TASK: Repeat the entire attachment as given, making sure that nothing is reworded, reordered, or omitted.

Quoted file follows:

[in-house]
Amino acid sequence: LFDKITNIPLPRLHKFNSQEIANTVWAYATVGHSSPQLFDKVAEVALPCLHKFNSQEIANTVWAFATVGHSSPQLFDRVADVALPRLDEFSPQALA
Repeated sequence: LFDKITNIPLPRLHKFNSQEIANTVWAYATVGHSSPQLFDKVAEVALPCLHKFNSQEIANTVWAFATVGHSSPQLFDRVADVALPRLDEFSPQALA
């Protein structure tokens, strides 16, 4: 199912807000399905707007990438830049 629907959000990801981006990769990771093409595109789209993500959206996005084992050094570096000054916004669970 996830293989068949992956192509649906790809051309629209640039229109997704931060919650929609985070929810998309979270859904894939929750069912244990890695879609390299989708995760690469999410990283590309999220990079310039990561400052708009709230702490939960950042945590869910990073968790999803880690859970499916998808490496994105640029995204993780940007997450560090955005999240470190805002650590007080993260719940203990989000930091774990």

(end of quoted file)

[in-house]
Amino acid sequence: LFDKITNIPLPRLHKFNSQEIANTVWAYATVGHSSPQLFDKVAEVALPCLHKFNSQEIANTVWAFATVGHSSPQLFDRVADVALPRLDEFSPQALA
Repeated sequence: LFDKITNIPLPRLHKFNSQEIANTVWAYATVGHSSPQLFDKVAEVALPCLHKFNSQEIANTVWAFATVGHSSPQLFDRVADVALPRLDEFSPQALA
């Protein structure tokens, strides 16, 4: 199912807000399905707007990438830049 629907959000990801981006990769990771093409595109789209993500959206996005084992050094570096000054916004669970 996830293989068949992956192509649906790809051309629209640039229109997704931060919650929609985070929810998309979270859904894939929750069912244990890695879609390299989708995760690469999410990283590309999220990079310039990561400052708009709230702490939960950042945590869910990073968790999803880690859970499916998808490496994105640029995204993780940007997450560090955005999240470190805002650590007080993260719940203990989000930091774990």